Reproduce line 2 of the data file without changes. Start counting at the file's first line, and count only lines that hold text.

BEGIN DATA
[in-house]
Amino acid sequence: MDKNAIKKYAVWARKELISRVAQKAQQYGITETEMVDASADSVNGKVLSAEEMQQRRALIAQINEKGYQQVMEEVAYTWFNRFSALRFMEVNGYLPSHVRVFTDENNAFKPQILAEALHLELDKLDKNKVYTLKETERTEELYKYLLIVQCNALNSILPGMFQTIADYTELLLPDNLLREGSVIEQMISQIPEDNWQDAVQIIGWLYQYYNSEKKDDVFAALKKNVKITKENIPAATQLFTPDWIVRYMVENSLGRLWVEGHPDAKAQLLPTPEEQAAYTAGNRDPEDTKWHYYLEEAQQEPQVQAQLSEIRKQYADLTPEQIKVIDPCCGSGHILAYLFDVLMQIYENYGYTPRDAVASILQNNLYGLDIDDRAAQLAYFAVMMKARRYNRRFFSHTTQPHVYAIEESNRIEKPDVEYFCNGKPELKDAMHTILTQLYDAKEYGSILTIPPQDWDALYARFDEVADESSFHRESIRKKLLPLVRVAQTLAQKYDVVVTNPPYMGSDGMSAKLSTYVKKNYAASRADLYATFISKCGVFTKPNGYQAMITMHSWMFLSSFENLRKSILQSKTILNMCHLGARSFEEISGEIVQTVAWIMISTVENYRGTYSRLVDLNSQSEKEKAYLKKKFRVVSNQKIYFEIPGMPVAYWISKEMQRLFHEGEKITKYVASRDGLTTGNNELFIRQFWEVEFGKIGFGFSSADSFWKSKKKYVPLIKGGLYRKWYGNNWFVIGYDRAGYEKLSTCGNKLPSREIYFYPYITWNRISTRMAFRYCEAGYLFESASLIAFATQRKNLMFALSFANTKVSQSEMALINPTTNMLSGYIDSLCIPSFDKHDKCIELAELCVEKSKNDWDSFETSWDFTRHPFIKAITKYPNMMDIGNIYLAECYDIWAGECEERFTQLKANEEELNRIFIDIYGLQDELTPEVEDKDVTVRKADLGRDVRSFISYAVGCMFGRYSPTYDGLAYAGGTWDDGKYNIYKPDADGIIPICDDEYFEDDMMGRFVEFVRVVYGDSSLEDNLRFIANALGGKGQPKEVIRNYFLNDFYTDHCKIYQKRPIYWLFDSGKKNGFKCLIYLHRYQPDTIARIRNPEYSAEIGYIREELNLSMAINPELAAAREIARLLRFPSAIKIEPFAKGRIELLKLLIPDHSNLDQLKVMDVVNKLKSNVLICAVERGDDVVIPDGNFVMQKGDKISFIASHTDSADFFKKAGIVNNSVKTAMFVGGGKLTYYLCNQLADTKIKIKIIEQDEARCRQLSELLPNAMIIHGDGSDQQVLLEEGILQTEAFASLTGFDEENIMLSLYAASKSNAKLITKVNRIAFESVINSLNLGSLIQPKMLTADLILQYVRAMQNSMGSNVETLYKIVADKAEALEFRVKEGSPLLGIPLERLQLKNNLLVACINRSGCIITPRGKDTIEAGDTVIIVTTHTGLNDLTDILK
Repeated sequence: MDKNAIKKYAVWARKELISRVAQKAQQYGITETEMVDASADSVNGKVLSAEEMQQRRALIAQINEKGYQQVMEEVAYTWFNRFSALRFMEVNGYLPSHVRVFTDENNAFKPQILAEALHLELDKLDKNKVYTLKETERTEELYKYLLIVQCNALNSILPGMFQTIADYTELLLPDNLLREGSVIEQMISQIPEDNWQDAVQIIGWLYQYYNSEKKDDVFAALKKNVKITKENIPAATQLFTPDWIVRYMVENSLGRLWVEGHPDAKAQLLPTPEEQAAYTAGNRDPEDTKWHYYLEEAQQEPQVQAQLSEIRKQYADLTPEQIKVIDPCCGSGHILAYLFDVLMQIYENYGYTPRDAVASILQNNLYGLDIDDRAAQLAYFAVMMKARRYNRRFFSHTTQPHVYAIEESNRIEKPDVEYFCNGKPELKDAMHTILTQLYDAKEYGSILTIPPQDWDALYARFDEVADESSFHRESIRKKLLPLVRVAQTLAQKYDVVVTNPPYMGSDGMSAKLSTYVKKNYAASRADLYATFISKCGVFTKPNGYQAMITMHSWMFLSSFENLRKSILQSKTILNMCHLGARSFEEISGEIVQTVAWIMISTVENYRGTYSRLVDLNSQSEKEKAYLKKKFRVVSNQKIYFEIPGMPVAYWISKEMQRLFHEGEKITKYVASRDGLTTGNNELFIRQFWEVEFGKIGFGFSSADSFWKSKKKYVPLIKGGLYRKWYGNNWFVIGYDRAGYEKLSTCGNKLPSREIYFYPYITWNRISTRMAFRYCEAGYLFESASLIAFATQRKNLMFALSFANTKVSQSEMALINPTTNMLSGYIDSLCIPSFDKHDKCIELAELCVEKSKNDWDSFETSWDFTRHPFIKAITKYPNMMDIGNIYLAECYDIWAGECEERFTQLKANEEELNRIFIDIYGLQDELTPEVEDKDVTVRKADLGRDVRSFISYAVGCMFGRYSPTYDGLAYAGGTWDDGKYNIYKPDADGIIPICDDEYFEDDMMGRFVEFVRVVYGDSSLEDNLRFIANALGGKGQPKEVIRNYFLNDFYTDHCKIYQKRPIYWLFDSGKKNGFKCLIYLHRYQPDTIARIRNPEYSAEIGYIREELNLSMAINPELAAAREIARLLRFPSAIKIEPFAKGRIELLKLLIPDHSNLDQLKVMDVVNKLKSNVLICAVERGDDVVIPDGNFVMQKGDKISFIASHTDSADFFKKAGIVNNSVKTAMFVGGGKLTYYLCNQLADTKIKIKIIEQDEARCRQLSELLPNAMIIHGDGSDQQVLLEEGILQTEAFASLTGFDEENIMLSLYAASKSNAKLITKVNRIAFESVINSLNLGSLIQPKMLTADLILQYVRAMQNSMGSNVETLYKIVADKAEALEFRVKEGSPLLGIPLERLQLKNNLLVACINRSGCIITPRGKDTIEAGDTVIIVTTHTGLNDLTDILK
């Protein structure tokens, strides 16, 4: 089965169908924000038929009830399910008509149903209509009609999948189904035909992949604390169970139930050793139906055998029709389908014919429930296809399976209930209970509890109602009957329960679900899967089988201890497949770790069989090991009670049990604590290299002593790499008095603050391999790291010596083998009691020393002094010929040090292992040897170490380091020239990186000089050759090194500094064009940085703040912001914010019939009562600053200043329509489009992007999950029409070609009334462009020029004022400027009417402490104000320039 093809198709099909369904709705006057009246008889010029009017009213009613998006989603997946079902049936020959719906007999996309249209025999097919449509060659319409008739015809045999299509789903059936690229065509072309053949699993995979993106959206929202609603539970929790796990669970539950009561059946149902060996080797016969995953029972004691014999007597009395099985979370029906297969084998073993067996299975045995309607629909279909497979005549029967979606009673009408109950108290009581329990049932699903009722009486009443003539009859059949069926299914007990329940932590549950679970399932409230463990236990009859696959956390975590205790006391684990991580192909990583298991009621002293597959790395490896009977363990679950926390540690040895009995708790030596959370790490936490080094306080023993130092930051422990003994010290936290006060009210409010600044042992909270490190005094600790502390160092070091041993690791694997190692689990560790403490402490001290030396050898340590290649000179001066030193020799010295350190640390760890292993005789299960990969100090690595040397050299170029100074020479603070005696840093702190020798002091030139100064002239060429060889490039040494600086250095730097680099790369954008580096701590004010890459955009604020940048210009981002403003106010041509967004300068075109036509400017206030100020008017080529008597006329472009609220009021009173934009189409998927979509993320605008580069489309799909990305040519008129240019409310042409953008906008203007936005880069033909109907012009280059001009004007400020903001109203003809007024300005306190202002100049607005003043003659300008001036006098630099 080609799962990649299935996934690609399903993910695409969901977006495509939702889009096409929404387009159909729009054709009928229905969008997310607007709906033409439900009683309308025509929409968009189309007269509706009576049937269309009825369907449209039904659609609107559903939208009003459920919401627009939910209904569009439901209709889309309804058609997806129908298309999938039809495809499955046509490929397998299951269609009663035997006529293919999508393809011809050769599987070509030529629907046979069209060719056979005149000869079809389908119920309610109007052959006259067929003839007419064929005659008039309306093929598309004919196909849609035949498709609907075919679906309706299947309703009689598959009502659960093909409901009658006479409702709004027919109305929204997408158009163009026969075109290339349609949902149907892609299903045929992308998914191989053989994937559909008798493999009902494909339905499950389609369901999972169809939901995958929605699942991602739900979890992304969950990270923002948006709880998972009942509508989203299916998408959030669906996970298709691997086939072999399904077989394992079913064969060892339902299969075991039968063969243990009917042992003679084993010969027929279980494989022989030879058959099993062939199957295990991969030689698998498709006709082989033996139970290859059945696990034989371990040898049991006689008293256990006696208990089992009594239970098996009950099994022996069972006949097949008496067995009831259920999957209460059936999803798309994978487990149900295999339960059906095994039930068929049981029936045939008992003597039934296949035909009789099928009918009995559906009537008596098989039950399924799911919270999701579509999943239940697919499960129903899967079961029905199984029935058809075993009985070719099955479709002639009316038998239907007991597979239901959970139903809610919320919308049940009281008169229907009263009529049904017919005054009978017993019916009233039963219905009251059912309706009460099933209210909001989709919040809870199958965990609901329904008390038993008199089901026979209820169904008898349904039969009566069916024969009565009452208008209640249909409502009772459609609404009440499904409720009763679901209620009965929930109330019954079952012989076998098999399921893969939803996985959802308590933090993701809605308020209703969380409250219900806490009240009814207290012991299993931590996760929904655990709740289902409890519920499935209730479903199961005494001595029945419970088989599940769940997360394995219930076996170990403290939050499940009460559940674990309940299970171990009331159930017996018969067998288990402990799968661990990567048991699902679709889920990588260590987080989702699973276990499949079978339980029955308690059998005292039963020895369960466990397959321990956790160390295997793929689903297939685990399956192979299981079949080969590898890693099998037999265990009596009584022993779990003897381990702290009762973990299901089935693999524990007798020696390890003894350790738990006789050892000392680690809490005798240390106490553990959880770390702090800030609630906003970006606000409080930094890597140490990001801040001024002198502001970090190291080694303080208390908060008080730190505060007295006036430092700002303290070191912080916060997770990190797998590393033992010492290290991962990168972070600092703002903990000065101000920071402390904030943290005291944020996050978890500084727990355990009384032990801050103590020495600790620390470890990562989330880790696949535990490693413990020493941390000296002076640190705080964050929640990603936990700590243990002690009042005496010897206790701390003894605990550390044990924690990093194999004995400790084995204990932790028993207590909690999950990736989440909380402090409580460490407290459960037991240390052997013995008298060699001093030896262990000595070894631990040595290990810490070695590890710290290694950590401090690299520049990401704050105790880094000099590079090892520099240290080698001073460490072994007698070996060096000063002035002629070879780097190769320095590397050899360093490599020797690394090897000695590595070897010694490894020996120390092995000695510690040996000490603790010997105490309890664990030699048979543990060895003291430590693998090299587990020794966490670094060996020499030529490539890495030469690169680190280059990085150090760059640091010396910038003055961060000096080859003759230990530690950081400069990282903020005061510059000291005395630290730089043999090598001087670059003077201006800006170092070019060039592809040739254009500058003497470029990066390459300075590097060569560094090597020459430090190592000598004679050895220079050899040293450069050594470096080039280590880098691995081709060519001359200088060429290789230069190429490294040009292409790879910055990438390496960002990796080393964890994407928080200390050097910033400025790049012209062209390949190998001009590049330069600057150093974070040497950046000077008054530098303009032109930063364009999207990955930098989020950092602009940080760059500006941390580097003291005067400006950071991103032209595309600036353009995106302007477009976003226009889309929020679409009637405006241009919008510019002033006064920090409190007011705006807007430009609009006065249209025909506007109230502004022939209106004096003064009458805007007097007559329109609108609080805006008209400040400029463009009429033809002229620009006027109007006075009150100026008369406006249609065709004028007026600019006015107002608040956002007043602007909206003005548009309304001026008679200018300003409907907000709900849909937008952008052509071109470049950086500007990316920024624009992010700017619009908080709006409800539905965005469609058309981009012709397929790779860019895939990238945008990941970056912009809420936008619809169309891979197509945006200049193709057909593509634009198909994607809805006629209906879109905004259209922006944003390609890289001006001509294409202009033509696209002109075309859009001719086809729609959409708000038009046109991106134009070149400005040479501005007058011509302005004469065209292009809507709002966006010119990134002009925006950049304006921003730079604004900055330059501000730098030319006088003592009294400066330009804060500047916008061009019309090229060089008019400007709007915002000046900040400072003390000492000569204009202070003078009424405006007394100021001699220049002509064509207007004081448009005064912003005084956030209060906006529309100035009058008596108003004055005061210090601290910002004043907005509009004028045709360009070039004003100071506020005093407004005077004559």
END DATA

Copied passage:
Amino acid sequence: MDKNAIKKYAVWARKELISRVAQKAQQYGITETEMVDASADSVNGKVLSAEEMQQRRALIAQINEKGYQQVMEEVAYTWFNRFSALRFMEVNGYLPSHVRVFTDENNAFKPQILAEALHLELDKLDKNKVYTLKETERTEELYKYLLIVQCNALNSILPGMFQTIADYTELLLPDNLLREGSVIEQMISQIPEDNWQDAVQIIGWLYQYYNSEKKDDVFAALKKNVKITKENIPAATQLFTPDWIVRYMVENSLGRLWVEGHPDAKAQLLPTPEEQAAYTAGNRDPEDTKWHYYLEEAQQEPQVQAQLSEIRKQYADLTPEQIKVIDPCCGSGHILAYLFDVLMQIYENYGYTPRDAVASILQNNLYGLDIDDRAAQLAYFAVMMKARRYNRRFFSHTTQPHVYAIEESNRIEKPDVEYFCNGKPELKDAMHTILTQLYDAKEYGSILTIPPQDWDALYARFDEVADESSFHRESIRKKLLPLVRVAQTLAQKYDVVVTNPPYMGSDGMSAKLSTYVKKNYAASRADLYATFISKCGVFTKPNGYQAMITMHSWMFLSSFENLRKSILQSKTILNMCHLGARSFEEISGEIVQTVAWIMISTVENYRGTYSRLVDLNSQSEKEKAYLKKKFRVVSNQKIYFEIPGMPVAYWISKEMQRLFHEGEKITKYVASRDGLTTGNNELFIRQFWEVEFGKIGFGFSSADSFWKSKKKYVPLIKGGLYRKWYGNNWFVIGYDRAGYEKLSTCGNKLPSREIYFYPYITWNRISTRMAFRYCEAGYLFESASLIAFATQRKNLMFALSFANTKVSQSEMALINPTTNMLSGYIDSLCIPSFDKHDKCIELAELCVEKSKNDWDSFETSWDFTRHPFIKAITKYPNMMDIGNIYLAECYDIWAGECEERFTQLKANEEELNRIFIDIYGLQDELTPEVEDKDVTVRKADLGRDVRSFISYAVGCMFGRYSPTYDGLAYAGGTWDDGKYNIYKPDADGIIPICDDEYFEDDMMGRFVEFVRVVYGDSSLEDNLRFIANALGGKGQPKEVIRNYFLNDFYTDHCKIYQKRPIYWLFDSGKKNGFKCLIYLHRYQPDTIARIRNPEYSAEIGYIREELNLSMAINPELAAAREIARLLRFPSAIKIEPFAKGRIELLKLLIPDHSNLDQLKVMDVVNKLKSNVLICAVERGDDVVIPDGNFVMQKGDKISFIASHTDSADFFKKAGIVNNSVKTAMFVGGGKLTYYLCNQLADTKIKIKIIEQDEARCRQLSELLPNAMIIHGDGSDQQVLLEEGILQTEAFASLTGFDEENIMLSLYAASKSNAKLITKVNRIAFESVINSLNLGSLIQPKMLTADLILQYVRAMQNSMGSNVETLYKIVADKAEALEFRVKEGSPLLGIPLERLQLKNNLLVACINRSGCIITPRGKDTIEAGDTVIIVTTHTGLNDLTDILK